Sexual assault is about power, not desire, and Psychology Today notes the “motivation stems from the perpetrator’s need for dominance and control.” Trump has made clear the lengths he will go to for power, from trying to bully Ukraine into digging up dirt on his political rival to lying about the 2020 election being stolen and so much more.
* This article originally misstated the year of Trump’s deposition.
Kevin McCarthy owes his long-desired speakership to a group of 21 holdouts finally caving, all of whom have been rewarded for flipping with plum committee assignments.
McCarthy made no secret of his ambition to be speaker, apparently no matter the cost, and the California Republican made us all sit through 15 agonizing votes before finally making enough deals to win. But it seems that the many changes to the rules package were not the only concessions he made.
Representative Lauren Boebert kept her seat on the Committee on Natural Resources and received a new post on the powerful House Oversight Committee. She is joined there by Scott Perry, Anna Paulina Luna, and Paul Gosar. Gosar was previously stripped of all committee assignments after he shared an animated video showing him killing Democrat Alexandria Ocasio-Cortez and attacking President Joe Biden with swords.
Andy Biggs and Matt Gaetz who, along with Boebert, were some of the most vocal McCarthy critics, will keep their seats on the House Judiciary Committee, along with Chip Roy and Dan Bishop. Byron Donalds, who at one point ran against McCarthy for speaker, will stay on the House Oversight Committee and has joined the House Committee on Financial Services. Many other McCarthy holdouts will keep their committee assignments.
McCarthy also rewarded his allies: Jim Jordan, who consistently voted for McCarthy even when the holdouts nominated Jordan for speaker, is the new chair of the House Judiciary Committee.
Marjorie Taylor Greene spent months allying herself with McCarthy and urging her colleagues to back him. She, like Gosar, was stripped of committee assignments by Democrats for her inflammatory social media posts. Greene now sits on the Oversight Committee and the Committee on Homeland Security. Problematic king George Santos voted for McCarthy every time, and not only has the new speaker refrained from condemning the freshman congressman’s many lies but McCarthy also gave him two committee assignments.
James Comer is the new chair of the Oversight Committee. Mike Rogers threatened to withhold committee assignments from the holdouts and even nearly came to blows with Gaetz for refusing to vote for McCarthy. He now chairs the Armed Services Committee.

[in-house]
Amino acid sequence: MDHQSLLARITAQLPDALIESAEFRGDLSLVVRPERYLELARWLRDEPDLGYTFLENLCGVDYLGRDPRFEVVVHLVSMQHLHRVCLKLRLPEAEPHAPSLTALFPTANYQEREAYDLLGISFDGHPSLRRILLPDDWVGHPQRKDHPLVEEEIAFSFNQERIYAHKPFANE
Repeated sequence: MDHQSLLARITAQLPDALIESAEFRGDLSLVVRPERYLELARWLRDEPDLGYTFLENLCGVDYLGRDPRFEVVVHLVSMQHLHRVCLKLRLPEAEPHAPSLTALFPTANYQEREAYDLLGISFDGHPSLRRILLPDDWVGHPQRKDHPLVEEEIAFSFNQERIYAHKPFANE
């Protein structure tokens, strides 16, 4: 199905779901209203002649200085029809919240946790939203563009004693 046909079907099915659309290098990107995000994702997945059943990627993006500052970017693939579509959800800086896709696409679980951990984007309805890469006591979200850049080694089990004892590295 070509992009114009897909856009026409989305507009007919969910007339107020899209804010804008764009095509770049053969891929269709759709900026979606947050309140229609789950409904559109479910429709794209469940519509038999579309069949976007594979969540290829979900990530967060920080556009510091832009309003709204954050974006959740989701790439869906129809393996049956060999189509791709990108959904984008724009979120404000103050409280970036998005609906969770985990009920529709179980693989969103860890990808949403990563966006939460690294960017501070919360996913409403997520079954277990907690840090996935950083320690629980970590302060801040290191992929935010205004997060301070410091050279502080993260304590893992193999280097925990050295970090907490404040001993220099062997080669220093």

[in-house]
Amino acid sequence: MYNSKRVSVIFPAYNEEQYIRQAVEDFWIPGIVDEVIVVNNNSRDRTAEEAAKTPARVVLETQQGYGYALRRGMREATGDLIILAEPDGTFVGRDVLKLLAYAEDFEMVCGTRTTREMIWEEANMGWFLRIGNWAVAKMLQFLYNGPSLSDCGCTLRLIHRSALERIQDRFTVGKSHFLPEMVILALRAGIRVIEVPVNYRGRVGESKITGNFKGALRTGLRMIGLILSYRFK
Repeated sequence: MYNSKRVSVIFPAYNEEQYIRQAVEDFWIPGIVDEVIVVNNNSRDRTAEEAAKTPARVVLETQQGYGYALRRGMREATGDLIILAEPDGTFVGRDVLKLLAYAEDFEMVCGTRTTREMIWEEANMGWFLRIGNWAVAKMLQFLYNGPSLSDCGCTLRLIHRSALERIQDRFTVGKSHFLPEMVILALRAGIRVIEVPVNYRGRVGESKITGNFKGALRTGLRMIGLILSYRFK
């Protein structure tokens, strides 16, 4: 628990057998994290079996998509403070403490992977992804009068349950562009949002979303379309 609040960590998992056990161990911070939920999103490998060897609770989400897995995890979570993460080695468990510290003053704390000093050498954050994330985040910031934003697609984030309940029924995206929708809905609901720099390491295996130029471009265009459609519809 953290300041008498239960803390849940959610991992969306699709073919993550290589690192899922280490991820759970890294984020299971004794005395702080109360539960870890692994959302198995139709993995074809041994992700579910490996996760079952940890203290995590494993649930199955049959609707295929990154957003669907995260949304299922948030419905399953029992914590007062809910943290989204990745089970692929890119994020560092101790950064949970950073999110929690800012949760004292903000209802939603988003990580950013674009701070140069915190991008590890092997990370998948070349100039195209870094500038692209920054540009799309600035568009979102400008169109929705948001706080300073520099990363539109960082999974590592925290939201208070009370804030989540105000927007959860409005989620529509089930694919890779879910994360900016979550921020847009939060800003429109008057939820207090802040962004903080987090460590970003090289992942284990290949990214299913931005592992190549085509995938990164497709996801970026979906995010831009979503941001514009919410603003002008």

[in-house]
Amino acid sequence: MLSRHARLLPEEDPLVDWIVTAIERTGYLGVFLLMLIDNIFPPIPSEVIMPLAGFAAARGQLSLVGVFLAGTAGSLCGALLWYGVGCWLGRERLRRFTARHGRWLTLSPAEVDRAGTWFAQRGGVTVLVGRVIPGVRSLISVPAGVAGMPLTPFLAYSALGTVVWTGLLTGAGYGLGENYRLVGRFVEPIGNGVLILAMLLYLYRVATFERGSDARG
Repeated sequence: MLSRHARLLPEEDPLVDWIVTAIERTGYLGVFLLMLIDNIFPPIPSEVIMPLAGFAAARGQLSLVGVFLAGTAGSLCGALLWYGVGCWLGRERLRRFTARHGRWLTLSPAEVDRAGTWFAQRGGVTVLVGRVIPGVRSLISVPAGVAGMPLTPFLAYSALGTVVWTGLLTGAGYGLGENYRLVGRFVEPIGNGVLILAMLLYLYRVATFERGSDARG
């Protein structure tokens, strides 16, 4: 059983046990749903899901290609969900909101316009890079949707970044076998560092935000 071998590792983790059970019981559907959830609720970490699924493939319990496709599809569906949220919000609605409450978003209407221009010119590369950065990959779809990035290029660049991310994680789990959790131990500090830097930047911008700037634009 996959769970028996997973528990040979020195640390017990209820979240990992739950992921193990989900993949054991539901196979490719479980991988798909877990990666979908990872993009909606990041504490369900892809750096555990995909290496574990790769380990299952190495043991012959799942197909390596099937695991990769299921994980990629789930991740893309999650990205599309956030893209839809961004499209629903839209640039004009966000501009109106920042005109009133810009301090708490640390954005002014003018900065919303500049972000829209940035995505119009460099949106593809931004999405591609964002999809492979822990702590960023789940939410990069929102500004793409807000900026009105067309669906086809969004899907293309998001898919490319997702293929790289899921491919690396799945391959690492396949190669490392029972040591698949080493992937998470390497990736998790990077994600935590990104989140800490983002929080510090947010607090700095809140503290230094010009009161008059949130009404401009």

The White House slammed the assignments, with spokesman Ian Sams telling Axios, “It appears that House Republicans may be setting the stage for divorced-from-reality political stunts, instead of engaging in bipartisan work on behalf of the American people.”
“Republicans are handing the keys of oversight to the most extreme MAGA members of the Republican caucus who promote violent rhetoric and dangerous conspiracy theories,” he said.
Ritchie Torres, former vice chair of the Homeland Security Committee, tweeted he was “horrified” by Greene’s assignment to the group.
More on Those Republicans
George Santos has positioned himself as a proud, unabashed conservative—on social issues and all. He has expressed support for Florida’s regressive “Don’t Say Gay” law that bars teachers from discussing sexual orientation or gender identity in school. Accusing Democrats of wanting to “groom our kids,” Santos peddled right-wing talking points that equate discussing sexual orientation or gender identity with children with sexual abuse. Such talking points often go further, holding that drag shows, or even LGBTQ people generally, groom and abuse children.
It now appears Santos has participated in drag himself.
A 2008 photo from Brazil depicts Santos, known at the time as Anthony, in a drag costume under the moniker Kitara Ravache.
The photo comes from Santos’s old friend Eula Rochard, a Brazilian drag queen who spoke with journalist Marisa Kabas. According to their conversation, Rochard met Santos when he was a teenager, and they bonded over both being gay and enjoying drag. After Rochard had seen a news story about Santos, Rochard shared the photo to her social media to prove the old connection.
“Me with the American Republican deputy at the Niterói parade, as I had said he wouldn’t leave my house, there’s the proof for those who called me a liar,” Rochard wrote on Instagram (in rough translation from Portuguese).
To be clear, it’s great that Santos enjoyed drag and made a friend while doing it. And in any abstract sense, it doesn’t matter! What matters is that Santos has positioned himself among a political movement incredibly antagonistic toward drag queens and others who enjoy drag, one that stokes transphobia and hate toward all LGTBQ people. Santos will try to have it both ways—and Republicans who have decried drag as a moral crisis will too: Either drag truly is an existential threat to our children (wrong) and Santos should be removed from Congress (correct), or drag is absolutely fine (correct) and Santos should not be removed from Congress (wrong).